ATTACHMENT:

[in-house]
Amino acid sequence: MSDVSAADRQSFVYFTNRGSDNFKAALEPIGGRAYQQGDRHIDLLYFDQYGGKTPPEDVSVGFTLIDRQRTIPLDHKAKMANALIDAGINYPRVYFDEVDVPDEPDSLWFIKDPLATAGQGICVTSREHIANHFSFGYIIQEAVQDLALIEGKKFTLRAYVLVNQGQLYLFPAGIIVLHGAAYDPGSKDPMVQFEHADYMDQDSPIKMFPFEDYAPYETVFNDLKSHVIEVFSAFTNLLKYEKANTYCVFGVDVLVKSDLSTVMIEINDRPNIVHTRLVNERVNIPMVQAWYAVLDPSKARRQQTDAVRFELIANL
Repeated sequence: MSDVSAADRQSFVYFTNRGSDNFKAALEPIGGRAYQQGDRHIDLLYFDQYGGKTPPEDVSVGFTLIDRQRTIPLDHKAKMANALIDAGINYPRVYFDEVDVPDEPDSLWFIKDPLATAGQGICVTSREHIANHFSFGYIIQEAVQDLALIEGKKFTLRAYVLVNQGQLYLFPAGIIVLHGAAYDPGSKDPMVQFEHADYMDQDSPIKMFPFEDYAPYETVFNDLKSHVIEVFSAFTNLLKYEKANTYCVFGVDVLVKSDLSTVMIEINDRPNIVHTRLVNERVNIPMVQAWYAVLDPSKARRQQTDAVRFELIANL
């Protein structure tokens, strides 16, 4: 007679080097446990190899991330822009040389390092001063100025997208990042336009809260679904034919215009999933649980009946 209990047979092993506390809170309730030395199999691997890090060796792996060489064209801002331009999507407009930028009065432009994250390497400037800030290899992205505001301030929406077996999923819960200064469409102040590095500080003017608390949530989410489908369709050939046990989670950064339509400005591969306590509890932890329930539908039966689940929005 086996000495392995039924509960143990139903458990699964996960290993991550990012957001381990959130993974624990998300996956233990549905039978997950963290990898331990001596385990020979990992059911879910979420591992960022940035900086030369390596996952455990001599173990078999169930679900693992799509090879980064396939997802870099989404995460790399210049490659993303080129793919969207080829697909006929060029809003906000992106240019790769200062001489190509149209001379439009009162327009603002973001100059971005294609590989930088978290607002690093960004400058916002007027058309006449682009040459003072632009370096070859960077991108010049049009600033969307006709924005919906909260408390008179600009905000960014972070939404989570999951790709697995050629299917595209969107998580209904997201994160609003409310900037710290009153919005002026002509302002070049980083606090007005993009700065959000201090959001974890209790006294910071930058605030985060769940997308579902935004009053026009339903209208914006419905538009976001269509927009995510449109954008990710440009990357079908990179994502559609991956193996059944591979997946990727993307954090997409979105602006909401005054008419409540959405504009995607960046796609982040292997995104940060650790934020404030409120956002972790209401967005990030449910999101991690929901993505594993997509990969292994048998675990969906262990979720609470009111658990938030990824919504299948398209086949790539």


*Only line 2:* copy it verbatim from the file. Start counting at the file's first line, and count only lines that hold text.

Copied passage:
Amino acid sequence: MSDVSAADRQSFVYFTNRGSDNFKAALEPIGGRAYQQGDRHIDLLYFDQYGGKTPPEDVSVGFTLIDRQRTIPLDHKAKMANALIDAGINYPRVYFDEVDVPDEPDSLWFIKDPLATAGQGICVTSREHIANHFSFGYIIQEAVQDLALIEGKKFTLRAYVLVNQGQLYLFPAGIIVLHGAAYDPGSKDPMVQFEHADYMDQDSPIKMFPFEDYAPYETVFNDLKSHVIEVFSAFTNLLKYEKANTYCVFGVDVLVKSDLSTVMIEINDRPNIVHTRLVNERVNIPMVQAWYAVLDPSKARRQQTDAVRFELIANL